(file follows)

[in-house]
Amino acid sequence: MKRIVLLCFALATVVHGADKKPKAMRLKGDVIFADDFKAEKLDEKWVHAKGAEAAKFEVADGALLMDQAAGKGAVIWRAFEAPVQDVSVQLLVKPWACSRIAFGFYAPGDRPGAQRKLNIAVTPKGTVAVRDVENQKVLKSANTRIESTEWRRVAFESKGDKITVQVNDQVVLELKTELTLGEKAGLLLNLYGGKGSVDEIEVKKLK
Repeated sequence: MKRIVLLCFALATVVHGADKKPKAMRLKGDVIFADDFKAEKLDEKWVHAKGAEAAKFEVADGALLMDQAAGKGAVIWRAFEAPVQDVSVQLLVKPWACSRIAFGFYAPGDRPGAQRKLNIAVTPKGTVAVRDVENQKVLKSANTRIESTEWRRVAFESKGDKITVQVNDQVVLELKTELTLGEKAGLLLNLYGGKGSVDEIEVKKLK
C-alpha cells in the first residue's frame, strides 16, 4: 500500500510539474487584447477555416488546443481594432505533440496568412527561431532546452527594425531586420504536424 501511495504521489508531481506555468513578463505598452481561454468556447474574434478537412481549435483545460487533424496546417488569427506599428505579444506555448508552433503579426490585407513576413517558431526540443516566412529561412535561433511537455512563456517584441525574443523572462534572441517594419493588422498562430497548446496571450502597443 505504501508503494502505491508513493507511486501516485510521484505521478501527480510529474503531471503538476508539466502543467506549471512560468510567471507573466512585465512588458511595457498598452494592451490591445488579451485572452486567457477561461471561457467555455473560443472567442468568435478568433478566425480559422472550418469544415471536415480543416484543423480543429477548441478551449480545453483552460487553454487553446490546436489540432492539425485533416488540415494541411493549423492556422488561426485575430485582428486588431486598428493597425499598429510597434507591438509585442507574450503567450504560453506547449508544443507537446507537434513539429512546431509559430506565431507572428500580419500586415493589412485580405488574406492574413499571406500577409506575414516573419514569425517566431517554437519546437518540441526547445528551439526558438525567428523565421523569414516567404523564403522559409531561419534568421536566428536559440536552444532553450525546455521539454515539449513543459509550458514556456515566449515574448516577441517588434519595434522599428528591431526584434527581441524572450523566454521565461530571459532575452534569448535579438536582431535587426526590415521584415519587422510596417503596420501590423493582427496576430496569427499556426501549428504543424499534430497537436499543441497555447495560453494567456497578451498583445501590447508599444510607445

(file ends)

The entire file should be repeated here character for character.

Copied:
[in-house]
Amino acid sequence: MKRIVLLCFALATVVHGADKKPKAMRLKGDVIFADDFKAEKLDEKWVHAKGAEAAKFEVADGALLMDQAAGKGAVIWRAFEAPVQDVSVQLLVKPWACSRIAFGFYAPGDRPGAQRKLNIAVTPKGTVAVRDVENQKVLKSANTRIESTEWRRVAFESKGDKITVQVNDQVVLELKTELTLGEKAGLLLNLYGGKGSVDEIEVKKLK
Repeated sequence: MKRIVLLCFALATVVHGADKKPKAMRLKGDVIFADDFKAEKLDEKWVHAKGAEAAKFEVADGALLMDQAAGKGAVIWRAFEAPVQDVSVQLLVKPWACSRIAFGFYAPGDRPGAQRKLNIAVTPKGTVAVRDVENQKVLKSANTRIESTEWRRVAFESKGDKITVQVNDQVVLELKTELTLGEKAGLLLNLYGGKGSVDEIEVKKLK
C-alpha cells in the first residue's frame, strides 16, 4: 500500500510539474487584447477555416488546443481594432505533440496568412527561431532546452527594425531586420504536424 501511495504521489508531481506555468513578463505598452481561454468556447474574434478537412481549435483545460487533424496546417488569427506599428505579444506555448508552433503579426490585407513576413517558431526540443516566412529561412535561433511537455512563456517584441525574443523572462534572441517594419493588422498562430497548446496571450502597443 505504501508503494502505491508513493507511486501516485510521484505521478501527480510529474503531471503538476508539466502543467506549471512560468510567471507573466512585465512588458511595457498598452494592451490591445488579451485572452486567457477561461471561457467555455473560443472567442468568435478568433478566425480559422472550418469544415471536415480543416484543423480543429477548441478551449480545453483552460487553454487553446490546436489540432492539425485533416488540415494541411493549423492556422488561426485575430485582428486588431486598428493597425499598429510597434507591438509585442507574450503567450504560453506547449508544443507537446507537434513539429512546431509559430506565431507572428500580419500586415493589412485580405488574406492574413499571406500577409506575414516573419514569425517566431517554437519546437518540441526547445528551439526558438525567428523565421523569414516567404523564403522559409531561419534568421536566428536559440536552444532553450525546455521539454515539449513543459509550458514556456515566449515574448516577441517588434519595434522599428528591431526584434527581441524572450523566454521565461530571459532575452534569448535579438536582431535587426526590415521584415519587422510596417503596420501590423493582427496576430496569427499556426501549428504543424499534430497537436499543441497555447495560453494567456497578451498583445501590447508599444510607445